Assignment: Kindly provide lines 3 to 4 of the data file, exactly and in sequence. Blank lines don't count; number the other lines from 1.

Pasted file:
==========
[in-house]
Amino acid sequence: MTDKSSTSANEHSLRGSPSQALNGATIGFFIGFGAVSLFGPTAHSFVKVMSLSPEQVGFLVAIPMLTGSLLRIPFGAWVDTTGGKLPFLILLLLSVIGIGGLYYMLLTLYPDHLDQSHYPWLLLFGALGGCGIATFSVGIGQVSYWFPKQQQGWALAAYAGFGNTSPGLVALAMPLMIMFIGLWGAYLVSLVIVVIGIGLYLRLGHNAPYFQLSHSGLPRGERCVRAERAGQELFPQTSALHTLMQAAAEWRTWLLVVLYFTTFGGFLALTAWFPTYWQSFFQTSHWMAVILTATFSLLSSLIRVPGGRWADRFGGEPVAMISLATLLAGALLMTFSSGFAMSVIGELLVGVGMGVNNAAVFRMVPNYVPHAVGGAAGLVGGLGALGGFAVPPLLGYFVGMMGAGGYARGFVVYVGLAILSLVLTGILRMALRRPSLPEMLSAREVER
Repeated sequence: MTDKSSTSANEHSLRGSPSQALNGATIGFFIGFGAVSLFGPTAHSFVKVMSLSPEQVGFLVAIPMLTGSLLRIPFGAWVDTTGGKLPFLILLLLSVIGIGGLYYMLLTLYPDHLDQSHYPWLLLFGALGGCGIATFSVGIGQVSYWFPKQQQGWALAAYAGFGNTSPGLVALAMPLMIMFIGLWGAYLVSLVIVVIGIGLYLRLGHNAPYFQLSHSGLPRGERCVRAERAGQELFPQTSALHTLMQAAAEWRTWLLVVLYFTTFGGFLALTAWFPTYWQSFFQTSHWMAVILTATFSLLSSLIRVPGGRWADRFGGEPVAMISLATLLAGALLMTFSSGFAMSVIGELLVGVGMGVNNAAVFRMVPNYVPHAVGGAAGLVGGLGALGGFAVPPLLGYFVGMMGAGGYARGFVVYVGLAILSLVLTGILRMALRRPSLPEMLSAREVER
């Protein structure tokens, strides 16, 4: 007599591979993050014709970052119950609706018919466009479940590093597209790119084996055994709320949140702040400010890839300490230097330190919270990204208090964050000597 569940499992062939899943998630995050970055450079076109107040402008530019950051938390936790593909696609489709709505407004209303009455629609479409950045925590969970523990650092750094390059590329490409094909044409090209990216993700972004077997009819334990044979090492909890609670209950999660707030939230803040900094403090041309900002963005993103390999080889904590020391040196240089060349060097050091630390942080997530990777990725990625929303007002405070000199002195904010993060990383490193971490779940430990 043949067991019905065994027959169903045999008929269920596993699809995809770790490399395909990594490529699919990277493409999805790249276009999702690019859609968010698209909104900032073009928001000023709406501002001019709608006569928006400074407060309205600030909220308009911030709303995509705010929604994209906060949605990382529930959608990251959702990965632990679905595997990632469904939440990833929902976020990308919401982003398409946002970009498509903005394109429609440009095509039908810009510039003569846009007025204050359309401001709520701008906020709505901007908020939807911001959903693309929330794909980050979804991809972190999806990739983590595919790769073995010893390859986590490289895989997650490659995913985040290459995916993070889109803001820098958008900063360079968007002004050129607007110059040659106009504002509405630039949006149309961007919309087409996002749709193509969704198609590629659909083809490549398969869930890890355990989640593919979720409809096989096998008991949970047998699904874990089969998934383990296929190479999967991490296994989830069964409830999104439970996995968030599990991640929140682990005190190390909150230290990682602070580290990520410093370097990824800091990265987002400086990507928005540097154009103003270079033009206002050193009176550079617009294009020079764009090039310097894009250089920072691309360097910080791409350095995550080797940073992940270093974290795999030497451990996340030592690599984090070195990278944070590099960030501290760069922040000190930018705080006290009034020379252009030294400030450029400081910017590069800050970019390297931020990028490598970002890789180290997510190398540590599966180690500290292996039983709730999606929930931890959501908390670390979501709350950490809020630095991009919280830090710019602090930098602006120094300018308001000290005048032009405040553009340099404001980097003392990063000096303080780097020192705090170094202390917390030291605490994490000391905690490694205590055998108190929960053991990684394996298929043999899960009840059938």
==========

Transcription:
Repeated sequence: MTDKSSTSANEHSLRGSPSQALNGATIGFFIGFGAVSLFGPTAHSFVKVMSLSPEQVGFLVAIPMLTGSLLRIPFGAWVDTTGGKLPFLILLLLSVIGIGGLYYMLLTLYPDHLDQSHYPWLLLFGALGGCGIATFSVGIGQVSYWFPKQQQGWALAAYAGFGNTSPGLVALAMPLMIMFIGLWGAYLVSLVIVVIGIGLYLRLGHNAPYFQLSHSGLPRGERCVRAERAGQELFPQTSALHTLMQAAAEWRTWLLVVLYFTTFGGFLALTAWFPTYWQSFFQTSHWMAVILTATFSLLSSLIRVPGGRWADRFGGEPVAMISLATLLAGALLMTFSSGFAMSVIGELLVGVGMGVNNAAVFRMVPNYVPHAVGGAAGLVGGLGALGGFAVPPLLGYFVGMMGAGGYARGFVVYVGLAILSLVLTGILRMALRRPSLPEMLSAREVER
């Protein structure tokens, strides 16, 4: 007599591979993050014709970052119950609706018919466009479940590093597209790119084996055994709320949140702040400010890839300490230097330190919270990204208090964050000597 569940499992062939899943998630995050970055450079076109107040402008530019950051938390936790593909696609489709709505407004209303009455629609479409950045925590969970523990650092750094390059590329490409094909044409090209990216993700972004077997009819334990044979090492909890609670209950999660707030939230803040900094403090041309900002963005993103390999080889904590020391040196240089060349060097050091630390942080997530990777990725990625929303007002405070000199002195904010993060990383490193971490779940430990 043949067991019905065994027959169903045999008929269920596993699809995809770790490399395909990594490529699919990277493409999805790249276009999702690019859609968010698209909104900032073009928001000023709406501002001019709608006569928006400074407060309205600030909220308009911030709303995509705010929604994209906060949605990382529930959608990251959702990965632990679905595997990632469904939440990833929902976020990308919401982003398409946002970009498509903005394109429609440009095509039908810009510039003569846009007025204050359309401001709520701008906020709505901007908020939807911001959903693309929330794909980050979804991809972190999806990739983590595919790769073995010893390859986590490289895989997650490659995913985040290459995916993070889109803001820098958008900063360079968007002004050129607007110059040659106009504002509405630039949006149309961007919309087409996002749709193509969704198609590629659909083809490549398969869930890890355990989640593919979720409809096989096998008991949970047998699904874990089969998934383990296929190479999967991490296994989830069964409830999104439970996995968030599990991640929140682990005190190390909150230290990682602070580290990520410093370097990824800091990265987002400086990507928005540097154009103003270079033009206002050193009176550079617009294009020079764009090039310097894009250089920072691309360097910080791409350095995550080797940073992940270093974290795999030497451990996340030592690599984090070195990278944070590099960030501290760069922040000190930018705080006290009034020379252009030294400030450029400081910017590069800050970019390297931020990028490598970002890789180290997510190398540590599966180690500290292996039983709730999606929930931890959501908390670390979501709350950490809020630095991009919280830090710019602090930098602006120094300018308001000290005048032009405040553009340099404001980097003392990063000096303080780097020192705090170094202390917390030291605490994490000391905690490694205590055998108190929960053991990684394996298929043999899960009840059938």